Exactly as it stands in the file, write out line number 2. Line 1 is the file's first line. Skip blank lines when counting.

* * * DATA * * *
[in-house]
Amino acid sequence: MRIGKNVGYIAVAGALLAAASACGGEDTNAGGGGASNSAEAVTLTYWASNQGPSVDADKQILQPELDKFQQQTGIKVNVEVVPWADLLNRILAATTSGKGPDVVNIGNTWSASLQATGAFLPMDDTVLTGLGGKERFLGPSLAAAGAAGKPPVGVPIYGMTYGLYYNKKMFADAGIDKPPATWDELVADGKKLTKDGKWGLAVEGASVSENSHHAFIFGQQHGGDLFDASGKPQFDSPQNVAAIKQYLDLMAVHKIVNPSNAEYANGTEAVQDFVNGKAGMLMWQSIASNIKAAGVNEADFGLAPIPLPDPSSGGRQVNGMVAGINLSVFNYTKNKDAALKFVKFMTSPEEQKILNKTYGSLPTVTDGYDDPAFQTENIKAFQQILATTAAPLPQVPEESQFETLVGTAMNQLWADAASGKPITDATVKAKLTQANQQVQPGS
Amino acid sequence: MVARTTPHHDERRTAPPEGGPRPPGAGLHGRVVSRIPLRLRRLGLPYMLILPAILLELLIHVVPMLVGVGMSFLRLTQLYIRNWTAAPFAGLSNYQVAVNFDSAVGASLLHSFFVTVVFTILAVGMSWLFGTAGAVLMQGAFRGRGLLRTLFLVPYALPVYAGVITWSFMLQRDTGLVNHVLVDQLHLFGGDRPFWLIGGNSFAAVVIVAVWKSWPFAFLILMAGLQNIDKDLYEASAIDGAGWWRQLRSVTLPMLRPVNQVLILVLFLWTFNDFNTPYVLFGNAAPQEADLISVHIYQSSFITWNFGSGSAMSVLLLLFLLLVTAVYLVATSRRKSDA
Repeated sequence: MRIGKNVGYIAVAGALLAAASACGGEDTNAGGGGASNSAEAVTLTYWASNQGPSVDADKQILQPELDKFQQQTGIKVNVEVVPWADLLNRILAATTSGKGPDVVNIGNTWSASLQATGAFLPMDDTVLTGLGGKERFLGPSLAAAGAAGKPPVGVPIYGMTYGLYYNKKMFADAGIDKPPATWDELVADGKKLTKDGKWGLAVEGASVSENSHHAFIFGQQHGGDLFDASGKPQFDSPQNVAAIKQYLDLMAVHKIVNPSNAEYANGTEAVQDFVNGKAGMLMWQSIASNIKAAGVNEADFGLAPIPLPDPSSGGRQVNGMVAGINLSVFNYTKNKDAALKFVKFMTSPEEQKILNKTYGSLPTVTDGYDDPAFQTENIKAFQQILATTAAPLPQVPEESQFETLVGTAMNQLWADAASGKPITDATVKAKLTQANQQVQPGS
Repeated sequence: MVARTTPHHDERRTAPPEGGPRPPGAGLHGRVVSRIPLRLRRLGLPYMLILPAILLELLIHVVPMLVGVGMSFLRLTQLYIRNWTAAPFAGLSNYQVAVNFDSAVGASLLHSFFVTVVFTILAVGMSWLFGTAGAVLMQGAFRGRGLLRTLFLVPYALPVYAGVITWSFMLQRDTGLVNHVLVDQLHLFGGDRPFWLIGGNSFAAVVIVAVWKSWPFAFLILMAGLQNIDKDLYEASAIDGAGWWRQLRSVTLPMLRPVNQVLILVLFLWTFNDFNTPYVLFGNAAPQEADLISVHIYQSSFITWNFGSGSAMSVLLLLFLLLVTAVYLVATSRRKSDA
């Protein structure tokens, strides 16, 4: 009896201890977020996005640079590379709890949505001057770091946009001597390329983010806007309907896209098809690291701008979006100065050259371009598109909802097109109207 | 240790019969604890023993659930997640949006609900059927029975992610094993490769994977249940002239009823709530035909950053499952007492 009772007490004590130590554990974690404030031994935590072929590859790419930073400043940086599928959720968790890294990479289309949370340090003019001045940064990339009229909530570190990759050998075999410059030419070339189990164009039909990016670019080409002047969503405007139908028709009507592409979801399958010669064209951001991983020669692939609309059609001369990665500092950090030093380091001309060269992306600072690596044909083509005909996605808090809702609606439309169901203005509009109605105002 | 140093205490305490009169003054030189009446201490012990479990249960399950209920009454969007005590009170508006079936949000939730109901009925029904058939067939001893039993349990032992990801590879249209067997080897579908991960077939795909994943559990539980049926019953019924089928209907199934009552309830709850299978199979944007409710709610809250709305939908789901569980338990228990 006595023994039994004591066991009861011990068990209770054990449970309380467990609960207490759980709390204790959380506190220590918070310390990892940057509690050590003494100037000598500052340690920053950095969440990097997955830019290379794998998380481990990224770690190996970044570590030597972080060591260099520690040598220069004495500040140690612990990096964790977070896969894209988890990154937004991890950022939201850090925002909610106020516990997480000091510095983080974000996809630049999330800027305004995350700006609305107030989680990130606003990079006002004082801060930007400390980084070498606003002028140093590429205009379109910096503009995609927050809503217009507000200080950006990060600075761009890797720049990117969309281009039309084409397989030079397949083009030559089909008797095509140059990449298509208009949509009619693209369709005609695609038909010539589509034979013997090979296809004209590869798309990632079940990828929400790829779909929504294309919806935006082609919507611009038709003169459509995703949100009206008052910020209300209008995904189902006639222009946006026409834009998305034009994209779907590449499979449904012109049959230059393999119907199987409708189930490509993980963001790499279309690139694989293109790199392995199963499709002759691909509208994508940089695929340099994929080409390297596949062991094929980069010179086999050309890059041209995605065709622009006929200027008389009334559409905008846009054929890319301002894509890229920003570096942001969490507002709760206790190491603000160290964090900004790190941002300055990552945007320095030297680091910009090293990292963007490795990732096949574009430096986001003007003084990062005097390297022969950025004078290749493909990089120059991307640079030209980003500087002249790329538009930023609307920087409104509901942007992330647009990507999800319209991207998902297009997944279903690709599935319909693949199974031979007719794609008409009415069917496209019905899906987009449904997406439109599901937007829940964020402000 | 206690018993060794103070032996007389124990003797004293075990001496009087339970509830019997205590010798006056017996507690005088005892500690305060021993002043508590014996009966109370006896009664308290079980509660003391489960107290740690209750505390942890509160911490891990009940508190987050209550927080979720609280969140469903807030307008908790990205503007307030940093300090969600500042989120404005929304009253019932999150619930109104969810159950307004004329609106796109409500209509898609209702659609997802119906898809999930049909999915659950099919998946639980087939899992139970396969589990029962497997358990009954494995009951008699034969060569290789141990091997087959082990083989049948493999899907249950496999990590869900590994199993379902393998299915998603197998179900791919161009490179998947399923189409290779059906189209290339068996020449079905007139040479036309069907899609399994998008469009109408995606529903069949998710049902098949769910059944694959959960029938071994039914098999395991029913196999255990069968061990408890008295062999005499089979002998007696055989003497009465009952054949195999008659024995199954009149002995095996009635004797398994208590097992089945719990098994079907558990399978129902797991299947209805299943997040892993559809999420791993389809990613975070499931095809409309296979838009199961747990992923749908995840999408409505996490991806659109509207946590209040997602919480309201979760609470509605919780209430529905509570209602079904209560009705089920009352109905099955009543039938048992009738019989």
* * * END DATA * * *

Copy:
Amino acid sequence: MRIGKNVGYIAVAGALLAAASACGGEDTNAGGGGASNSAEAVTLTYWASNQGPSVDADKQILQPELDKFQQQTGIKVNVEVVPWADLLNRILAATTSGKGPDVVNIGNTWSASLQATGAFLPMDDTVLTGLGGKERFLGPSLAAAGAAGKPPVGVPIYGMTYGLYYNKKMFADAGIDKPPATWDELVADGKKLTKDGKWGLAVEGASVSENSHHAFIFGQQHGGDLFDASGKPQFDSPQNVAAIKQYLDLMAVHKIVNPSNAEYANGTEAVQDFVNGKAGMLMWQSIASNIKAAGVNEADFGLAPIPLPDPSSGGRQVNGMVAGINLSVFNYTKNKDAALKFVKFMTSPEEQKILNKTYGSLPTVTDGYDDPAFQTENIKAFQQILATTAAPLPQVPEESQFETLVGTAMNQLWADAASGKPITDATVKAKLTQANQQVQPGS